Associations to the word «Feel»
FEEL, verb. (heading) To use the sense of touch.
FEEL, verb. (transitive) (copulative) To become aware of through the skin; to use the sense of touch on.
FEEL, verb. (transitive) To find one's way (literally or figuratively) by touching or using cautious movements.
FEEL, verb. (intransitive) To receive information by touch or by any neurons other than those responsible for sight, smell, taste, or hearing.
FEEL, verb. (intransitive) To search by sense of touch.
FEEL, verb. (heading) To sense or think emotionally or judgmentally.
FEEL, verb. (transitive) To experience an emotion or other mental state about.
FEEL, verb. (transitive) To think, believe, or have an impression concerning.
FEEL, verb. (intransitive) (copulative) To experience an emotion or other mental state.
FEEL, verb. (intransitive) To sympathise; to have the sensibilities moved or affected.
FEEL, verb. (transitive) To be or become aware of.
FEEL, verb. (transitive) To experience the consequences of.
FEEL, verb. (copulative) To seem (through touch or otherwise).
FEEL, verb. (transitive) (US) (slang) To understand.
FEEL, noun. A quality of an object experienced by touch.
FEEL, noun. A vague mental impression.
FEEL, noun. An act of fondling.
FEEL, noun. A vague understanding.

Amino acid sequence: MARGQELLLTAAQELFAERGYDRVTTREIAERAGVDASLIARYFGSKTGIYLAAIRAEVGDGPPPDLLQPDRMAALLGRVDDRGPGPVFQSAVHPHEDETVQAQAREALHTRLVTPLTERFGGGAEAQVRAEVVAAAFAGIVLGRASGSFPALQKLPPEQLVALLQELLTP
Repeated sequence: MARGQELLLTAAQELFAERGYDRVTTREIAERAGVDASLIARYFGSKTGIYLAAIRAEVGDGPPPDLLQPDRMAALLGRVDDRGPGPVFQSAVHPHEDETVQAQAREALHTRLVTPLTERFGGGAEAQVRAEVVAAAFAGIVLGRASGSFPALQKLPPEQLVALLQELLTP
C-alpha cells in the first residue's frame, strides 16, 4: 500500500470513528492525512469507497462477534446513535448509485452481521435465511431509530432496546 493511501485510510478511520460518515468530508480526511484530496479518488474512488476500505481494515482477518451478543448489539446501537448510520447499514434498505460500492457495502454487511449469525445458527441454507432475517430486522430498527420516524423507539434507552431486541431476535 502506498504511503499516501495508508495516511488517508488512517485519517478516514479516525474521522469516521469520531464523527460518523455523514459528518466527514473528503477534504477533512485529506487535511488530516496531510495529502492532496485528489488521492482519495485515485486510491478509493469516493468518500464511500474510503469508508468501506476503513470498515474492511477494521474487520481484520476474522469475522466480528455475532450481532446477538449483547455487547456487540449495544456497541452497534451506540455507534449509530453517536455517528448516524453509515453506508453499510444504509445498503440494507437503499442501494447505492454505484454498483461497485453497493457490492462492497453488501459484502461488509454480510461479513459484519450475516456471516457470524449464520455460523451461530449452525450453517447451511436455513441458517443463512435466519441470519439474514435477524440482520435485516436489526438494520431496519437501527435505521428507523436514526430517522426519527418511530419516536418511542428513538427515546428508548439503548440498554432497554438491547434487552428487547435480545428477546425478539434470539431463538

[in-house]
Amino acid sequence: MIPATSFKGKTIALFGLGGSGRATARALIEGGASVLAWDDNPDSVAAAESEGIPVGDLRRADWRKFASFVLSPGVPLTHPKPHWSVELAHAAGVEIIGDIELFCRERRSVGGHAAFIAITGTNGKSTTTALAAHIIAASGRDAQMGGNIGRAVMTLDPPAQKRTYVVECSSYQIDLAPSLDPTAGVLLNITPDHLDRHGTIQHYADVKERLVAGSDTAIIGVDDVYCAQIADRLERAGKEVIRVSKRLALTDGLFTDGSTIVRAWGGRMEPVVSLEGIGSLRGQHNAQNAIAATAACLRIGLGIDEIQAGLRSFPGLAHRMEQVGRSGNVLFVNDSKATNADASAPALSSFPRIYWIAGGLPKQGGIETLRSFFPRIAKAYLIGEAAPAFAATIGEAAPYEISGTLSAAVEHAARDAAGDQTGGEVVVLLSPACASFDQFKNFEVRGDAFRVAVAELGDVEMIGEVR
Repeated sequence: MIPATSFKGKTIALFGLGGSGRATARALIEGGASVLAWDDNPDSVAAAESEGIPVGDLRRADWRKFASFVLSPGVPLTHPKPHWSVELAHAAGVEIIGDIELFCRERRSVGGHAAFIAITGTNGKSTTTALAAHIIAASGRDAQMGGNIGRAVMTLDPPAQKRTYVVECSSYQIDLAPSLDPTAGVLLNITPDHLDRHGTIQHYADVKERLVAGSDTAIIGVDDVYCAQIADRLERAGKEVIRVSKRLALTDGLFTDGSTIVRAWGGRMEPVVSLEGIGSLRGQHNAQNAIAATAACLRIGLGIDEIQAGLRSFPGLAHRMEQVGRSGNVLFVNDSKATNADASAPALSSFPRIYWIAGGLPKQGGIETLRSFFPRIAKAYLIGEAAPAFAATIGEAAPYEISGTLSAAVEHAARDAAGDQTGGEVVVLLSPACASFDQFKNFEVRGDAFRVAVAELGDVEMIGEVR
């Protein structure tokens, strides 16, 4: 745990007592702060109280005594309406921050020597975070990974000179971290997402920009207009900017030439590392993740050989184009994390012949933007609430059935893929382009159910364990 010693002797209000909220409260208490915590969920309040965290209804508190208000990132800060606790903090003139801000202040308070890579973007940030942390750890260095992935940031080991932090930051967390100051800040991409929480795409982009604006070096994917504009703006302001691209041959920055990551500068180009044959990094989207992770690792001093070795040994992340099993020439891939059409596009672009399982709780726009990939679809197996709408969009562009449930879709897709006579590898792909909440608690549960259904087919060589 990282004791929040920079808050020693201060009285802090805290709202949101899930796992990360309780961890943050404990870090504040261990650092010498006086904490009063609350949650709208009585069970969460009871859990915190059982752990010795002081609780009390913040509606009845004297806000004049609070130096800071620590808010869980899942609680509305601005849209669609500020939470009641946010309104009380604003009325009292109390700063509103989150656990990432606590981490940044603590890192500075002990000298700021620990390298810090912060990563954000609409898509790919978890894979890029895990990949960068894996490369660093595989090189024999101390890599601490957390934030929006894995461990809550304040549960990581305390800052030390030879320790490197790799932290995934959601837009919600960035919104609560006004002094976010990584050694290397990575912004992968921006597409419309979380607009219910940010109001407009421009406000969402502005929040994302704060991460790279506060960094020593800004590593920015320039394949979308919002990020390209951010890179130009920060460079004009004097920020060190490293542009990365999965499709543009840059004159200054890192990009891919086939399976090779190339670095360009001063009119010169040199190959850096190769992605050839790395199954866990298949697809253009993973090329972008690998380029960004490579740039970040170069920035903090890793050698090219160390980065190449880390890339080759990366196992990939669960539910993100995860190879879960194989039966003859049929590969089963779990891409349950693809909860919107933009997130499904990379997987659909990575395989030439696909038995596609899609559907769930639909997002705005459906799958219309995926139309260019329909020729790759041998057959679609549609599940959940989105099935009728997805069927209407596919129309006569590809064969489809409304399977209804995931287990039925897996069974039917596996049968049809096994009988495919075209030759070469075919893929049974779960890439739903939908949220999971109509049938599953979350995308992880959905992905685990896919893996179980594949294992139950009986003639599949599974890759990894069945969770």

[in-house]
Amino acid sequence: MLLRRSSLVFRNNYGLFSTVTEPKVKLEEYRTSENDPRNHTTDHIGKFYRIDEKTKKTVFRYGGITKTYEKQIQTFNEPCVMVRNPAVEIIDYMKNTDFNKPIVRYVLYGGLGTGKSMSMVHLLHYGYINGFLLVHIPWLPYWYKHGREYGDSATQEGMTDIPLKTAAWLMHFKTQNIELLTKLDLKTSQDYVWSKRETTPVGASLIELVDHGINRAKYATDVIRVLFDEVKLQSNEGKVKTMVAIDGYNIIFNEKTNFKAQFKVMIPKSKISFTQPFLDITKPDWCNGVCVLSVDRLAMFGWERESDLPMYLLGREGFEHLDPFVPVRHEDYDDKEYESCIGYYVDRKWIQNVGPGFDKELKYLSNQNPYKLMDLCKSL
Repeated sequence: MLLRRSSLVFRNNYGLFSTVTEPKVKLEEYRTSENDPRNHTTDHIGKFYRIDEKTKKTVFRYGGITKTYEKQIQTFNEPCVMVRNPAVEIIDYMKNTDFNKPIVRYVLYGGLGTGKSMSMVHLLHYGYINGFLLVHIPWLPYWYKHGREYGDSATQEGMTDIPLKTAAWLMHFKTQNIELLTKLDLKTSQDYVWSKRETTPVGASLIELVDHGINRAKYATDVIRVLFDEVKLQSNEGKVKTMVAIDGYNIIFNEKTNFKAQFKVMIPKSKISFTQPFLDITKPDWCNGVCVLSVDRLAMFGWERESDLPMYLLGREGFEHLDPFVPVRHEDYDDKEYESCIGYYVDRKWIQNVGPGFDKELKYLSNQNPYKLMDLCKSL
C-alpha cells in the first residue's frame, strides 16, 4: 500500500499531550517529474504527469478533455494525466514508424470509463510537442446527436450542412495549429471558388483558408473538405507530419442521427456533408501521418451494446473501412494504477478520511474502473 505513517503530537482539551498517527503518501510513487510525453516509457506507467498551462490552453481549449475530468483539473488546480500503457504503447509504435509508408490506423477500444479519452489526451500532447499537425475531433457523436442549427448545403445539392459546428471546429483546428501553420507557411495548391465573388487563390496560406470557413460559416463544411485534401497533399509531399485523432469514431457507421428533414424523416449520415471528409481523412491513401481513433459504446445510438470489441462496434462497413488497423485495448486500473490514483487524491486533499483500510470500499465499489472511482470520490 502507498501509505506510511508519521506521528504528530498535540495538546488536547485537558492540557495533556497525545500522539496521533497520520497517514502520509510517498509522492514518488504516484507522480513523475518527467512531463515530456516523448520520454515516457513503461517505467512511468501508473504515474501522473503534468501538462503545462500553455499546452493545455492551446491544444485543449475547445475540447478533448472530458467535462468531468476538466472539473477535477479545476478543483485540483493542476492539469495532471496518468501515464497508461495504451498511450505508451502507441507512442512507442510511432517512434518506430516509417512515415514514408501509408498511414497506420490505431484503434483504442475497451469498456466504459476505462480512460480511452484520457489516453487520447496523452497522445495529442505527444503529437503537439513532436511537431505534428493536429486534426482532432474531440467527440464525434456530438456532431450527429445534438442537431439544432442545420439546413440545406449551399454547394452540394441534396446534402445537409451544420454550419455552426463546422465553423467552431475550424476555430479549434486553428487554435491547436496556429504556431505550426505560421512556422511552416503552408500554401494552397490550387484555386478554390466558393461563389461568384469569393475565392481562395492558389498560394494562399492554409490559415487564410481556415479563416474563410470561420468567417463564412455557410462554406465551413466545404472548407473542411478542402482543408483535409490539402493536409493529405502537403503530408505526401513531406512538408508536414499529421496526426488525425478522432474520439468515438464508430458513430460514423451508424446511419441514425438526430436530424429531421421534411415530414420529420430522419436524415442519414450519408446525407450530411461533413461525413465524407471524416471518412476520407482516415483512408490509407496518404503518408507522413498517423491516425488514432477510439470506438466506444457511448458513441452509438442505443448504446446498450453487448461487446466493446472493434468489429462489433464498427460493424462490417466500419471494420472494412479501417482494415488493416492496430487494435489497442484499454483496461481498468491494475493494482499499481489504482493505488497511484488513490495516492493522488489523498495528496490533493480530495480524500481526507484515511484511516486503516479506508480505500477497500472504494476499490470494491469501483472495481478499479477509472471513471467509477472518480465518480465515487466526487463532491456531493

FEEL, noun. An intuitive ability.
FEEL, noun. Alternative form of feeling.
FEEL, pronoun. (dialectal or obsolete) Alternative form of fele
FEEL, adjective. Alternative form of fele
FEEL, adverb. Alternative form of fele
FEEL AROUND, verb. To grope
FEEL DOWN, verb. (intransitive) To feel depressed or unhappy.
FEEL EIGHT FEET TALL, verb. Alternative form of feel ten feet tall
FEEL FOR, verb. (idiomatic) To express sympathy for, to sympathise with.
FEEL FREE, verb. (idiomatic) (with to-infinitive) To feel able without giving offense.
FEEL FREE, verb. (as imperative) (with to-infinitive) You have my permission.
FEEL FREE, verb. (as imperative) (in response) You have my permission.
FEEL IN ONE'S BONES, verb. (idiomatic) To sense a fact or to have a strong conviction as a result of one's own practical experience, instinct, or gut feeling.
FEEL LIKE, verb. Have a desire for something, or to do something.
FEEL LIKE, verb. Have a fancy or whim, especially about resemblance.
FEEL NINE FEET TALL, verb. Alternative form of feel ten feet tall
FEEL ONE'S OATS, verb. (idiomatic) To feel energetic or frisky; to behave in a vigorous or bold manner.
FEEL ONE'S OATS, verb. (idiomatic) To feel important; to be empowered.
FEEL ONESELF, verb. (idiomatic) To feel comfortable or normal; to be in one's usual mood or state of health.
FEEL OUT, verb. To cautiously try to ascertain a person's point of view or the nature of a situation by subtle means
FEEL SOMEONE'S COLLAR, verb. (British) To arrest someone.
FEEL SOMEONE'S PAIN, verb. (figurative) To sympathize with somebody.
FEEL SORRY FOR, verb. To pity, to show pity for.
FEEL TEN FEET TALL, verb. To be proud.